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Home of cave diving launches search for new generation of lifesavers

Bosses at Wookey Hole Caves in Somerset have paid tribute to the courage and skill of the cave divers who reached and helped rescue 12 boys and their coach from a Thai cave – and have launched a search to find the next generation of potential lifesavers.  

Cave divers Richard Stanton and John Volanthen – who led the rescue efforts which finally got through to the trapped youth football team – developed their techniques and specialist equipment during exploratory dives at Wookey Hole Caves back in 2004.  

Managing Director Daniel Medley said:

“This was a Real-Life Mission Impossible in which Richard and John played a key role. The rescue mission has demonstrated the wealth of extraordinary talent developed in the subterranean world, here in the Mendip Hills.  

“We believe there are children at local schools who possess the skillset and necessary attitude to one day join these modern heroes across the world during international rescue, exploration and discovery.”  

‘Wild Wookey’ is looking for young individuals to join on to a Wild Wookey Adventure Caving Experience for children wishing to pursue caving as an out-of-school activity and improve their climbing abilities, knowledge of geology and understanding of underground safety.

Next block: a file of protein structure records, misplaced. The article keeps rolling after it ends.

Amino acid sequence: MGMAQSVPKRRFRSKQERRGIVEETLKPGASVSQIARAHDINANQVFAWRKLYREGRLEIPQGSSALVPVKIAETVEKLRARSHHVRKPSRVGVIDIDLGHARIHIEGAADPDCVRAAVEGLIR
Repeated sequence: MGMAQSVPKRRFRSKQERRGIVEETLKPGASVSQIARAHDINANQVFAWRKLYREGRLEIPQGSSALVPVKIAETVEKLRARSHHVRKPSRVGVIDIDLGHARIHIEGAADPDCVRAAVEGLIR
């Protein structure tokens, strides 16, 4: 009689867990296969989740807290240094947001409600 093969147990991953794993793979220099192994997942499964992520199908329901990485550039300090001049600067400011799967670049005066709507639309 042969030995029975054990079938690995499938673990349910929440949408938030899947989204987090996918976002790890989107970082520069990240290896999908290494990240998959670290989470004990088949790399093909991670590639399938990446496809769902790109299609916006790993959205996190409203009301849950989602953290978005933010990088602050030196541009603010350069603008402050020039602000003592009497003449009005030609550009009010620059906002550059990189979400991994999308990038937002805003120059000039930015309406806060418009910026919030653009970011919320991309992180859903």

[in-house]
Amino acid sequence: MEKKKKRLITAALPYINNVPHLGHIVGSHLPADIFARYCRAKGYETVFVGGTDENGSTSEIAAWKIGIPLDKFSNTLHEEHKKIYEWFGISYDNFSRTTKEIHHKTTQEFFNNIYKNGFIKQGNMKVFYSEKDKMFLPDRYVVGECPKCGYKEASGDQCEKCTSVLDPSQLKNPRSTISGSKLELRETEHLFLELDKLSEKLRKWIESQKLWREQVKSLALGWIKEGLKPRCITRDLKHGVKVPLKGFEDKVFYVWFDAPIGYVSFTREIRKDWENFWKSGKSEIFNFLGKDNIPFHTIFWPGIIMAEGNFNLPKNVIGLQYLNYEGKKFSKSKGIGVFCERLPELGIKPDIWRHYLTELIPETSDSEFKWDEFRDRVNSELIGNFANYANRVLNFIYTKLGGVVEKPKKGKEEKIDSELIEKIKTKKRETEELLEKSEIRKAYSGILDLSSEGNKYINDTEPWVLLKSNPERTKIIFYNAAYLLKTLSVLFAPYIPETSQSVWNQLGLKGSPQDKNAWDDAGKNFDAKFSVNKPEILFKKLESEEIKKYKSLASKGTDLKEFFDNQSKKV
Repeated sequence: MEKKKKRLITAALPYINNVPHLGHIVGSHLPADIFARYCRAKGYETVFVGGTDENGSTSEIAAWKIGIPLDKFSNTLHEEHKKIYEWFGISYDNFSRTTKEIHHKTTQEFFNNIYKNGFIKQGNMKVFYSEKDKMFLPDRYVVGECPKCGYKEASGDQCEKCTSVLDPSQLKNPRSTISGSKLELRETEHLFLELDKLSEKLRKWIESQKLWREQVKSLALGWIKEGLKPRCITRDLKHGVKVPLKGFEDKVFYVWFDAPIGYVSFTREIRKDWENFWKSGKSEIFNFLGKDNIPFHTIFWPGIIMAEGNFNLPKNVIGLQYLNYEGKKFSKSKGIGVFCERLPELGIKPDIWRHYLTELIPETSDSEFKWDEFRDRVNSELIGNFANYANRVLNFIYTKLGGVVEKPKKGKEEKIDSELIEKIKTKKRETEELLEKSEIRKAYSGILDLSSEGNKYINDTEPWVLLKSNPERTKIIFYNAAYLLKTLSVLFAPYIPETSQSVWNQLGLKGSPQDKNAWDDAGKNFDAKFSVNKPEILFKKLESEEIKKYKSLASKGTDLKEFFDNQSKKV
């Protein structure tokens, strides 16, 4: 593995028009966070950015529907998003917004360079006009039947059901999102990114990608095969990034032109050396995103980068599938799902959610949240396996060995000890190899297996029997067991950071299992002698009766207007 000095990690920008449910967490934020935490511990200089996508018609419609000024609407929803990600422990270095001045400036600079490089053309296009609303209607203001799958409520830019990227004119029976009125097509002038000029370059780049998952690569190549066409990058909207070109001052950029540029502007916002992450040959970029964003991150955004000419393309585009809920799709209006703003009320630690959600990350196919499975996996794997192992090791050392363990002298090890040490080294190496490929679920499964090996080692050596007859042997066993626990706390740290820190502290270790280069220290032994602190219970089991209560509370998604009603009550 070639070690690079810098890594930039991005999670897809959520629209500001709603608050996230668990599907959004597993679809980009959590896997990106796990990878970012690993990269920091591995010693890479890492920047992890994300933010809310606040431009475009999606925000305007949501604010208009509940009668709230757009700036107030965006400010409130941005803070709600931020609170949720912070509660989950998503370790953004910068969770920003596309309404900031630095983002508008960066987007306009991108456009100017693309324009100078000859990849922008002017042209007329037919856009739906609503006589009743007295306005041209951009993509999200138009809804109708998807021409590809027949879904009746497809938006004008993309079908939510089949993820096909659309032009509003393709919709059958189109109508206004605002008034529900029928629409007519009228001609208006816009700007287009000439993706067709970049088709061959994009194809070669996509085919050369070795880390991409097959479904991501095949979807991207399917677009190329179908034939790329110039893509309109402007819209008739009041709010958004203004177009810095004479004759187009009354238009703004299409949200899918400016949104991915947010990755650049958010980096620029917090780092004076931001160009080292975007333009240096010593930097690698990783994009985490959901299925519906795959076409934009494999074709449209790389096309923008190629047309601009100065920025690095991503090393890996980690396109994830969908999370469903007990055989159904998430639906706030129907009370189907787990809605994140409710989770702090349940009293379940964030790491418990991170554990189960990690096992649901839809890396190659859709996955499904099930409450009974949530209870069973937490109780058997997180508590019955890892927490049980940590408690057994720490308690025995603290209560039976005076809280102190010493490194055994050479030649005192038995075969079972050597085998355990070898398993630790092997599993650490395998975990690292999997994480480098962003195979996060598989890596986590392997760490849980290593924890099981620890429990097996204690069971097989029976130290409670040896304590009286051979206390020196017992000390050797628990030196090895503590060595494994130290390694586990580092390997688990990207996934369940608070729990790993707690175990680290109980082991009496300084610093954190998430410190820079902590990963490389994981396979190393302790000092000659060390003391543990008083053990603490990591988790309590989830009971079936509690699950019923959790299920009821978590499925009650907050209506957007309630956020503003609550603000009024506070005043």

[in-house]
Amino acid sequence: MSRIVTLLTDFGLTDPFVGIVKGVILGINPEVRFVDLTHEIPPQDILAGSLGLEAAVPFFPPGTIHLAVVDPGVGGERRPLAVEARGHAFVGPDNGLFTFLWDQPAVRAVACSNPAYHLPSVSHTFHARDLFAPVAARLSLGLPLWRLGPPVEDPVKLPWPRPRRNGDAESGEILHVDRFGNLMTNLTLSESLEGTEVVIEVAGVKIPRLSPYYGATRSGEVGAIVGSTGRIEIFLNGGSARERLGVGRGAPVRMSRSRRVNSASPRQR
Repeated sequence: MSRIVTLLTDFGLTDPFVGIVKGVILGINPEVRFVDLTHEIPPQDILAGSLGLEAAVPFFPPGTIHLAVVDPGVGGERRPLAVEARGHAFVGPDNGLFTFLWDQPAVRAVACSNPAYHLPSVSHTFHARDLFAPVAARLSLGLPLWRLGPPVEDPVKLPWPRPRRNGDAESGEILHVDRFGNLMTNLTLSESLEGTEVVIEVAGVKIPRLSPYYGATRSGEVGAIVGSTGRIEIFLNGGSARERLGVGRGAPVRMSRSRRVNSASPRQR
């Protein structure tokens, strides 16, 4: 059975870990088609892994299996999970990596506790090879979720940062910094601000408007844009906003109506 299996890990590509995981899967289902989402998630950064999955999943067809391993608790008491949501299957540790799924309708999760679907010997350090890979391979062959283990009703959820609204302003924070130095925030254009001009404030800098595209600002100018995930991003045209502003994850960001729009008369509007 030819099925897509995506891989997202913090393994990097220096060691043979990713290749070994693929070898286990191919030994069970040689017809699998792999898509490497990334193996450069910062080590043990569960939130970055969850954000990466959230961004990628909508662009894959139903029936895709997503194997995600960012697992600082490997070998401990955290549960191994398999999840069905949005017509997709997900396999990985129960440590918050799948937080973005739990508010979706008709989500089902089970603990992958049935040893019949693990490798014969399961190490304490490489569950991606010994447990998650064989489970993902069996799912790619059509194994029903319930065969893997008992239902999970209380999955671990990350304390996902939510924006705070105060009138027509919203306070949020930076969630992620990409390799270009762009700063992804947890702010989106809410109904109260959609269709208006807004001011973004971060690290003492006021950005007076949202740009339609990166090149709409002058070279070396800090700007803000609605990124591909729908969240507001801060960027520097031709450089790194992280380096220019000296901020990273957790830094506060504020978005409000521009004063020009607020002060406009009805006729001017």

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“We are offering generous discounts to students wishing to pursue Wild Wookey as a regular activity as well as, for those able to use Wild Wookey as their Physical Activity as part of their Duke of Edinburgh Award.”  

Wild Wookey offers students the opportunity to experience Wookey Hole’s extensive cave system, under the watchful eye of World-class, expert instructors.  

Richard Stanton and John Volanthen’s record-breaking dives formed part of a wider training programme which has been developed and constantly updated since the first diving serious diving attempts were made back in 1935.   


John and Rick reached a record depth of 76m at Wookey Hole Caves in September 2004.  

Daniel Medley went on: “The equipment they used was key to the rescue bid in Thailand and had been developed during the long and extremely dangerous explorations which led to the record dive in 2004. The RS2000 rebreather was modified and streamlined to enable divers to fit through very confined spaces in the Wookey Hole Caves system and reach depths approaching 200m.  

“The British team are acknowledged global experts in underwater cave systems and it makes us incredibly proud to think we helped them develop their extraordinary skills here at Wookey Hole Caves. 

“Wookey Hole Caves is the home of cave diving and training. More people have been on the moon than some of the hidden chambers here and we are constantly striving to beat diving records and develop the equipment needed to achieve these results.”